. This is the case, for example, for usual topological finite-dimensional vector spaces or denumerable sets with the discrete topology. In the latter case, any function is continuous and a compact set is a finite set.

2.1 Convergence to an improper distribution

To extend the notion of the narrow limit, we consider here proper distributions within the set of projective space of positive Radon measures as follows: we denote by the set of non-null Radon measures, that is regular countably additive measures with finite mass on each compact set. Note that, in the discrete case any -finite measure is a Radon measure.

We define an improper distribution as an unbounded Radon measure which appear in parametric Bayesian statistics (see, e.g. Jeffreys, 1970). The projective space associated to is the quotient space for the equivalence relation defined by iff for some positive scalar factor . To a Radon measure , it can be associated a unique equivalence class . Therefore, a projective space is a space where objects are defined up to a positive scalar factor. It is natural in Bayesian statistics to consider such projective space since two equivalent priors give the same posterior. The projective space is also naturally linked with conditional probability spaces (Rényi, 1955). All the results presented below on the convergence mode w.r.t. to the projective space can be found in Bioche and Druilhet (2016). The usual topology on is the vague topology defined by

(2)

where is the set of all real-valued functions on with compact support.

From the related quotient topology, we can derive a convergence mode, called q-vague convergence: a sequence in converge to a (non-null) improper distribution in if converges to w.r.t. the quotient topology where is the equivalence class associated to and similarly for . The limit is unique whereas is unique only up to a positive scalar factor. It is not always tractable to check a convergence in the quotient space. However, there is an equivalent definition in the initial space : converges to if there exists some scalar factors such that converges vaguely to :

(3)

The -vague convergence can be considered as an extension of the narrow convergence in the sense that if and are proper distributions and converge narrowly to then converge q-vaguely to . Note that the converse part holds if and only if is tight (see Bioche and Druilhet, 2016, Proposition 2.8).

When a sequence of proper distributions converges q-vaguely to an improper distribution, then for any compact (Bioche and Druilhet, 2016, Prop. 2.11). The following lemma gives an apparently stronger, but in fact equivalent, result. It will be useful to establish the main result and to construct examples in Section 4.3.

Lemma 1.

Let be a sequence of proper distributions such that for any compact . Then there exists a non-decreasing sequence of compact sets such that and . Moreover, may be chosen such that, for any compact , there exists an integer such that .

Proof.

Let , , be a increasing sequence of compact sets with . For each , , so there exists an integer such that and for . Consider now such a sequence of integers , . For any there exists a unique integer such that . We define by . So, . Since increases with , . Futhermore, the sequence can be chosen such that, for any compact , is a subset of all but finitely many , (see e.g. Bauer, 2001, Lemma 29.8). By construction, the same property holds for the sequence . ∎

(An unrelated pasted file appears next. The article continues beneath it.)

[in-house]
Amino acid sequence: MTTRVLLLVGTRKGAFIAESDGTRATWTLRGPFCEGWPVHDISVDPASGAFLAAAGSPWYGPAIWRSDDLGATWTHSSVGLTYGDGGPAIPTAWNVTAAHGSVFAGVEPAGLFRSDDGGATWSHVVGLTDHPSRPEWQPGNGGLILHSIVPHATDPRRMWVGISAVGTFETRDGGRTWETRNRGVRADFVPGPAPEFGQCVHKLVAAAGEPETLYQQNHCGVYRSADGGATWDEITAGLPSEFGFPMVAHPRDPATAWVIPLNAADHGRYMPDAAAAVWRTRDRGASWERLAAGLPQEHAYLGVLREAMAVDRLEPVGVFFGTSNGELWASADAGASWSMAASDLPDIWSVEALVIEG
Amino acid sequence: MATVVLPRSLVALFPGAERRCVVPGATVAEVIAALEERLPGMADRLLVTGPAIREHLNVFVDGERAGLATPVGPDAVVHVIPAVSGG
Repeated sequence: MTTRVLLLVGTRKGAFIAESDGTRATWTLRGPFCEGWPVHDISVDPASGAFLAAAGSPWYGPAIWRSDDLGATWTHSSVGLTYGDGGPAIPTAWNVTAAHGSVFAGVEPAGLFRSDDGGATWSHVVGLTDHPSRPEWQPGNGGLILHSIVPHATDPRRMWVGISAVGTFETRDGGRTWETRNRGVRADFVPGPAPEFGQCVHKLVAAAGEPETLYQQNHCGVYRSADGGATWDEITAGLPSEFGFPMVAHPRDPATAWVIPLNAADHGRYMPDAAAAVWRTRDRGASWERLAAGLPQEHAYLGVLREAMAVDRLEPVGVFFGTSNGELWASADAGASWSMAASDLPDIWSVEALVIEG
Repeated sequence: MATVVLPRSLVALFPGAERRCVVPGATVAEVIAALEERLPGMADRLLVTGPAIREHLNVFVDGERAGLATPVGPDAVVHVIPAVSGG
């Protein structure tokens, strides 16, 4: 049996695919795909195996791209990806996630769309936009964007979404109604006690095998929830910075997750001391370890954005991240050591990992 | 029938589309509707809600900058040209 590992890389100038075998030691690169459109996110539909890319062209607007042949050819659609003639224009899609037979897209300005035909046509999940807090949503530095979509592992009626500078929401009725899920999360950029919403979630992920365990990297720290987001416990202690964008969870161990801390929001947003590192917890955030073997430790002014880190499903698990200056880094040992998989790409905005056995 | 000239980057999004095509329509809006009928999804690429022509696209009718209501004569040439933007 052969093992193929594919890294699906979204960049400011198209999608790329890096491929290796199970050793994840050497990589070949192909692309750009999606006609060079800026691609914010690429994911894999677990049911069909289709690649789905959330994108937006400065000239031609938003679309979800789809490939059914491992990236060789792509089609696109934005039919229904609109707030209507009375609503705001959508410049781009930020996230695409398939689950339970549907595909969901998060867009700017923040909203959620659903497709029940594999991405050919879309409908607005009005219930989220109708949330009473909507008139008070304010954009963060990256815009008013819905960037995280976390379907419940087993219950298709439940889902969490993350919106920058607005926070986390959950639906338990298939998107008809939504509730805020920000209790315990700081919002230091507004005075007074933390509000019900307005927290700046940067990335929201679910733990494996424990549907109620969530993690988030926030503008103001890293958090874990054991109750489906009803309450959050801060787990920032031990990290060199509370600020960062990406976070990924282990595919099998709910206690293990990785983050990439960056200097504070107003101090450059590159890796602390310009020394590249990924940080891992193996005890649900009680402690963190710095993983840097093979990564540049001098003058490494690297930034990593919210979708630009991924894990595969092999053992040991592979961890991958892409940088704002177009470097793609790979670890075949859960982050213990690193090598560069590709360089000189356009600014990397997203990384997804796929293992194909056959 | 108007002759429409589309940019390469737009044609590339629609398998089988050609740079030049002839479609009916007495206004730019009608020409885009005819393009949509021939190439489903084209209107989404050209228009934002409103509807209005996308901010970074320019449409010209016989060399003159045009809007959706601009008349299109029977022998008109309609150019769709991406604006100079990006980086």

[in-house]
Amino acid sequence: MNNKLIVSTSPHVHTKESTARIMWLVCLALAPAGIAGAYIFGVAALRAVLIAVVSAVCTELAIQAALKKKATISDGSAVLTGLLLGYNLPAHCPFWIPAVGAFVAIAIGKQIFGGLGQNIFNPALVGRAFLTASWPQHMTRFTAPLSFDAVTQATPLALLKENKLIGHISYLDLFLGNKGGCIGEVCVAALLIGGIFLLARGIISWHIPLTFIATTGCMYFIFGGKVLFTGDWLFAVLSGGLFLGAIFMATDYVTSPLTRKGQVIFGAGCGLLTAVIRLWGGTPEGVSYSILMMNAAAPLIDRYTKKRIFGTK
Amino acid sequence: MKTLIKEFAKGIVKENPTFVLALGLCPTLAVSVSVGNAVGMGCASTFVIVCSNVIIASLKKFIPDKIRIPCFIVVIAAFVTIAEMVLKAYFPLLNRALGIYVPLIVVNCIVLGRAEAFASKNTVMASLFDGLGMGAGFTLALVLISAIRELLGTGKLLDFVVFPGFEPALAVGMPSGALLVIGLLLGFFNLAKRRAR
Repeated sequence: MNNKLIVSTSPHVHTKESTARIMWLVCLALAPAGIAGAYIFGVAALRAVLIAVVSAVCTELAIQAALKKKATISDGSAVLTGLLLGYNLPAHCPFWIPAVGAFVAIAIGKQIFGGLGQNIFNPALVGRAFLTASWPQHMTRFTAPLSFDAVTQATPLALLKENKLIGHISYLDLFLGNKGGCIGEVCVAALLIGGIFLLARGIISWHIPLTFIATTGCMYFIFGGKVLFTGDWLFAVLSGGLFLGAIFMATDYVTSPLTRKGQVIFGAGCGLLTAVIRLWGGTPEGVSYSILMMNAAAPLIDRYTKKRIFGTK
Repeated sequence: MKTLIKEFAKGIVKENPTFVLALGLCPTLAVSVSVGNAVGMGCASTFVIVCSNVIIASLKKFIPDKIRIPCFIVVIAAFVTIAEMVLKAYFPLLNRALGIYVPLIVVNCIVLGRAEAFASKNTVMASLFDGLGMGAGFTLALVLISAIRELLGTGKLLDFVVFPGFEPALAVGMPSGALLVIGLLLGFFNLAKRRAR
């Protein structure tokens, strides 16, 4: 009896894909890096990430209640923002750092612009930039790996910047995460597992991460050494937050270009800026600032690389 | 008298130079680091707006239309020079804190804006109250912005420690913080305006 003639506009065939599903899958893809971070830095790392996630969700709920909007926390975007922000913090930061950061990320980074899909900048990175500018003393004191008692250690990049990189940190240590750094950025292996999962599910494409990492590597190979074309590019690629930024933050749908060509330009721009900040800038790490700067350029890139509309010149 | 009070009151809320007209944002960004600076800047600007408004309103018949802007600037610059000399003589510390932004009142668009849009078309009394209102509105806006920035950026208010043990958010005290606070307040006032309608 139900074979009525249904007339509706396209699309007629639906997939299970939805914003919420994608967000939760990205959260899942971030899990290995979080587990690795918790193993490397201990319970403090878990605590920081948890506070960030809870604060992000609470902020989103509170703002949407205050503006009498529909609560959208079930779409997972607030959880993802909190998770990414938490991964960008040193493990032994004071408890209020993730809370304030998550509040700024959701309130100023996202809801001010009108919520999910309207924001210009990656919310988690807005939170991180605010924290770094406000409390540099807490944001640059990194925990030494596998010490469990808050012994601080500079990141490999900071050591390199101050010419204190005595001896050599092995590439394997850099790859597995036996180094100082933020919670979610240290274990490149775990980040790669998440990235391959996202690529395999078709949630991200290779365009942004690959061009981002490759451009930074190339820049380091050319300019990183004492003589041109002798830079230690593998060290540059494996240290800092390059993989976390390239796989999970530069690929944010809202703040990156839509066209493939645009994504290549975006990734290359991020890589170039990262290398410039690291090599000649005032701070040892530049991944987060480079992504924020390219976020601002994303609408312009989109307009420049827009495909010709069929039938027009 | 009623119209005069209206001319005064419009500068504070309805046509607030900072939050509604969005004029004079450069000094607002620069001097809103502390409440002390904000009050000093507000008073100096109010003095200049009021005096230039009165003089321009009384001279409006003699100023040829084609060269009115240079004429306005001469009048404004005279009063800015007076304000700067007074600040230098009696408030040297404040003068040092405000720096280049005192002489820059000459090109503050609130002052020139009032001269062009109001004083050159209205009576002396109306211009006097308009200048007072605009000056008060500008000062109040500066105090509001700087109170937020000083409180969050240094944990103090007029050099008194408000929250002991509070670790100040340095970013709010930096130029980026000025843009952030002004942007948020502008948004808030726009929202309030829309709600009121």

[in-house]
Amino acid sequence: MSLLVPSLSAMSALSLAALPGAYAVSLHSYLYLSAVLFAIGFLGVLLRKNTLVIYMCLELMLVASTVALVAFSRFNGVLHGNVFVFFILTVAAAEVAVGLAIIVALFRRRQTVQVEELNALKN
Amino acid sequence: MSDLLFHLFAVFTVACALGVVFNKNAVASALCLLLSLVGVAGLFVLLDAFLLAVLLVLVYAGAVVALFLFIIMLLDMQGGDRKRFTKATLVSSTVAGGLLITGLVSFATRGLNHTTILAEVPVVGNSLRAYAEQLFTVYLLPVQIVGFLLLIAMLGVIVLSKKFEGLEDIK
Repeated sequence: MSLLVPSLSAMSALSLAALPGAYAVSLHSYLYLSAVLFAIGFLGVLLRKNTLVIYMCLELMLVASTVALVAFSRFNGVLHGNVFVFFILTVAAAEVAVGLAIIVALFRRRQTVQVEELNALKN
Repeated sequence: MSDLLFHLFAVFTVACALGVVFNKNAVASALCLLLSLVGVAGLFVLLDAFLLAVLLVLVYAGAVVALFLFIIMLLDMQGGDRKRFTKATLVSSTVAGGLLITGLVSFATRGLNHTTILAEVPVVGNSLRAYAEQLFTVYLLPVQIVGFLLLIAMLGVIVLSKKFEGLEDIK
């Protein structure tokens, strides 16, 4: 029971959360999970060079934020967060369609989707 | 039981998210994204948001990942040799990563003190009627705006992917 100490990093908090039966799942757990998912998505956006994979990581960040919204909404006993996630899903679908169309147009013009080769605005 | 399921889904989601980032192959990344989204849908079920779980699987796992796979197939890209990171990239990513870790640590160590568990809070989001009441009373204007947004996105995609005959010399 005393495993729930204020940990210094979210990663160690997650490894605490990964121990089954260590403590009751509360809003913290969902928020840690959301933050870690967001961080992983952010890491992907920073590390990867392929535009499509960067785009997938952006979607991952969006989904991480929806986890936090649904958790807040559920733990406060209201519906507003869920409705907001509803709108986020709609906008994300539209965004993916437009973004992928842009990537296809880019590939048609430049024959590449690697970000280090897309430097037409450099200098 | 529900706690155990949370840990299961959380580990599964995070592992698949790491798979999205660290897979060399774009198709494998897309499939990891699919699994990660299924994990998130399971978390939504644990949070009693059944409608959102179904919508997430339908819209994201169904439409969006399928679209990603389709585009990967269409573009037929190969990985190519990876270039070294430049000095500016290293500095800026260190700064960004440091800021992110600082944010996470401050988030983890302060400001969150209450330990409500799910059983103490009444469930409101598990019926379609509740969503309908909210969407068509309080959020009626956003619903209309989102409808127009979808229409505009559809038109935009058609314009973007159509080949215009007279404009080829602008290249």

Note that, for any compact set does not imply that converge q-vaguely. See Section 4 for some examples of such sequences.

2.2 Convergence to a FAP

In this section, we consider a proper distribution as special cases of FAPs. When a sequence of proper distribution does not converge narrowly to a proper prior, we need to define a weaker convergence mode so that the sequence can converge to some FAPs. This convergence mode will be named FAP convergence, and the corresponding limits, the FAP limits.

Denote by the set of bounded real-valued measurable functions on . A FAP can be defined as a linear functional on which is positive, i.e. if and which satisfies . Therefore, the set of FAPs belongs to the topological dual of equipped with the sup-norm. For any measurable set , we define , where if and 0 otherwise. We also denote . Since proper distributions are required to be special cases of FAPs, we do impose here measurability conditions in the definition of , contrary to many authors (see, e.g. Heath and Sudderth, 1978). In the case where is a denumerable set equipped with the usual discrete topology, any functions or sets are measurable and therefore this distinction is not relevant.

Consider a sequence of FAPs. The minimal requirement for to be a FAP limit is that for any , where is the set of such that exists. The existence of a limit that satisfies this requirement is guaranteed by the Hahn-Banach theorem (see Rudin, 1991; Huisman, 2016) as follows: define the linear function on by and the sublinear functional . Then, there exists a linear functional on that coincides with on and that satisfies on . The functional will be called a FAP limit. The condition implies that is a FAP. Conversely, a FAP necessarily satisfies . Replacing by gives . Therefore, a FAP limit can be characterized by the following lemma:

Lemma 2.

A FAP is a FAP-limit of the sequence if and only if

(4)

or equivalently if and only if

(5)